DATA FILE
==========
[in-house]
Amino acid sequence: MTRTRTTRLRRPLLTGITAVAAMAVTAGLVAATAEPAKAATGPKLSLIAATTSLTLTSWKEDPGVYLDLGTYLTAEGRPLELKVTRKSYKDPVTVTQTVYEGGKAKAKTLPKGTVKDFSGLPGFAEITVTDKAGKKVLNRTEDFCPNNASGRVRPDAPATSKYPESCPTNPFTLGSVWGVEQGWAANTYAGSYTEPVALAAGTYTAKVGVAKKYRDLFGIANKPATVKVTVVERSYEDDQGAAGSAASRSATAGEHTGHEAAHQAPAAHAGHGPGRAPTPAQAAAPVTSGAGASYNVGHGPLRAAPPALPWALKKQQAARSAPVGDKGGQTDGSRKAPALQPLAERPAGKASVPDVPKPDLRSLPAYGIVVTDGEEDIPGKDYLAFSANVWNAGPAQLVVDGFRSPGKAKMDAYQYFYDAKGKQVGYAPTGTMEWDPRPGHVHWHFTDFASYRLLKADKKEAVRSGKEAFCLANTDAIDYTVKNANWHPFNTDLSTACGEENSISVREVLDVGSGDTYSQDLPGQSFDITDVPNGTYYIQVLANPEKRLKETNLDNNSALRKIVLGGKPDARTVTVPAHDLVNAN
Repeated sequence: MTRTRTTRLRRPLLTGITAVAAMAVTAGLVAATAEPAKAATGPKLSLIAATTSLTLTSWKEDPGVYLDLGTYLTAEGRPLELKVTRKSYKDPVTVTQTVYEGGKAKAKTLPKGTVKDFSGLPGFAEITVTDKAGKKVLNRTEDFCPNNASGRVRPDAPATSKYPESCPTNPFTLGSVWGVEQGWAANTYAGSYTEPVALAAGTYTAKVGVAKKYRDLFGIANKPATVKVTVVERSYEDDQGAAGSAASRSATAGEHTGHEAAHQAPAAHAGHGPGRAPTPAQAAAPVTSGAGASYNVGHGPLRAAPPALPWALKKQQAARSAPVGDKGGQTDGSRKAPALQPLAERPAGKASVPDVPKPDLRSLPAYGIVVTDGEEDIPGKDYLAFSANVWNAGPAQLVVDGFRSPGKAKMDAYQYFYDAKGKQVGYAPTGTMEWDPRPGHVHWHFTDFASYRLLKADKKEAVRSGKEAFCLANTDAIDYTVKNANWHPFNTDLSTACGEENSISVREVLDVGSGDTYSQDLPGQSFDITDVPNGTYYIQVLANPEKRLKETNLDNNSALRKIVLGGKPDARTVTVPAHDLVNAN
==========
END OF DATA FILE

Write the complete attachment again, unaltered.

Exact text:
[in-house]
Amino acid sequence: MTRTRTTRLRRPLLTGITAVAAMAVTAGLVAATAEPAKAATGPKLSLIAATTSLTLTSWKEDPGVYLDLGTYLTAEGRPLELKVTRKSYKDPVTVTQTVYEGGKAKAKTLPKGTVKDFSGLPGFAEITVTDKAGKKVLNRTEDFCPNNASGRVRPDAPATSKYPESCPTNPFTLGSVWGVEQGWAANTYAGSYTEPVALAAGTYTAKVGVAKKYRDLFGIANKPATVKVTVVERSYEDDQGAAGSAASRSATAGEHTGHEAAHQAPAAHAGHGPGRAPTPAQAAAPVTSGAGASYNVGHGPLRAAPPALPWALKKQQAARSAPVGDKGGQTDGSRKAPALQPLAERPAGKASVPDVPKPDLRSLPAYGIVVTDGEEDIPGKDYLAFSANVWNAGPAQLVVDGFRSPGKAKMDAYQYFYDAKGKQVGYAPTGTMEWDPRPGHVHWHFTDFASYRLLKADKKEAVRSGKEAFCLANTDAIDYTVKNANWHPFNTDLSTACGEENSISVREVLDVGSGDTYSQDLPGQSFDITDVPNGTYYIQVLANPEKRLKETNLDNNSALRKIVLGGKPDARTVTVPAHDLVNAN
Repeated sequence: MTRTRTTRLRRPLLTGITAVAAMAVTAGLVAATAEPAKAATGPKLSLIAATTSLTLTSWKEDPGVYLDLGTYLTAEGRPLELKVTRKSYKDPVTVTQTVYEGGKAKAKTLPKGTVKDFSGLPGFAEITVTDKAGKKVLNRTEDFCPNNASGRVRPDAPATSKYPESCPTNPFTLGSVWGVEQGWAANTYAGSYTEPVALAAGTYTAKVGVAKKYRDLFGIANKPATVKVTVVERSYEDDQGAAGSAASRSATAGEHTGHEAAHQAPAAHAGHGPGRAPTPAQAAAPVTSGAGASYNVGHGPLRAAPPALPWALKKQQAARSAPVGDKGGQTDGSRKAPALQPLAERPAGKASVPDVPKPDLRSLPAYGIVVTDGEEDIPGKDYLAFSANVWNAGPAQLVVDGFRSPGKAKMDAYQYFYDAKGKQVGYAPTGTMEWDPRPGHVHWHFTDFASYRLLKADKKEAVRSGKEAFCLANTDAIDYTVKNANWHPFNTDLSTACGEENSISVREVLDVGSGDTYSQDLPGQSFDITDVPNGTYYIQVLANPEKRLKETNLDNNSALRKIVLGGKPDARTVTVPAHDLVNAN